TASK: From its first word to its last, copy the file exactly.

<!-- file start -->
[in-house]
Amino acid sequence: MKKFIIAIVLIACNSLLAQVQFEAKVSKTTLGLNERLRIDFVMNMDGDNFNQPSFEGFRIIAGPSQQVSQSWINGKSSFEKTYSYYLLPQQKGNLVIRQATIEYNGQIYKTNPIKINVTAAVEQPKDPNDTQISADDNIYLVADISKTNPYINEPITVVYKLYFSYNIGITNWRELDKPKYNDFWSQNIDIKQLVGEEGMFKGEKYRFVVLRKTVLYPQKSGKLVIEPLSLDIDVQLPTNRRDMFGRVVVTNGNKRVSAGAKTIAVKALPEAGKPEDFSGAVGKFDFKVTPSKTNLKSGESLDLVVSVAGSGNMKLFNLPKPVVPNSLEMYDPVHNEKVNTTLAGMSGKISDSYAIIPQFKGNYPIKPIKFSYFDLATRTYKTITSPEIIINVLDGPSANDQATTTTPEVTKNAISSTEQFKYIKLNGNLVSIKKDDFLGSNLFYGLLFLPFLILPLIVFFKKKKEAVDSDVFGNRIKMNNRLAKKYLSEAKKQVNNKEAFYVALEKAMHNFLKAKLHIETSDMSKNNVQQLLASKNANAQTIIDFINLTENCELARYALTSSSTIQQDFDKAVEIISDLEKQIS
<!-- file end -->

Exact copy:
[in-house]
Amino acid sequence: MKKFIIAIVLIACNSLLAQVQFEAKVSKTTLGLNERLRIDFVMNMDGDNFNQPSFEGFRIIAGPSQQVSQSWINGKSSFEKTYSYYLLPQQKGNLVIRQATIEYNGQIYKTNPIKINVTAAVEQPKDPNDTQISADDNIYLVADISKTNPYINEPITVVYKLYFSYNIGITNWRELDKPKYNDFWSQNIDIKQLVGEEGMFKGEKYRFVVLRKTVLYPQKSGKLVIEPLSLDIDVQLPTNRRDMFGRVVVTNGNKRVSAGAKTIAVKALPEAGKPEDFSGAVGKFDFKVTPSKTNLKSGESLDLVVSVAGSGNMKLFNLPKPVVPNSLEMYDPVHNEKVNTTLAGMSGKISDSYAIIPQFKGNYPIKPIKFSYFDLATRTYKTITSPEIIINVLDGPSANDQATTTTPEVTKNAISSTEQFKYIKLNGNLVSIKKDDFLGSNLFYGLLFLPFLILPLIVFFKKKKEAVDSDVFGNRIKMNNRLAKKYLSEAKKQVNNKEAFYVALEKAMHNFLKAKLHIETSDMSKNNVQQLLASKNANAQTIIDFINLTENCELARYALTSSSTIQQDFDKAVEIISDLEKQIS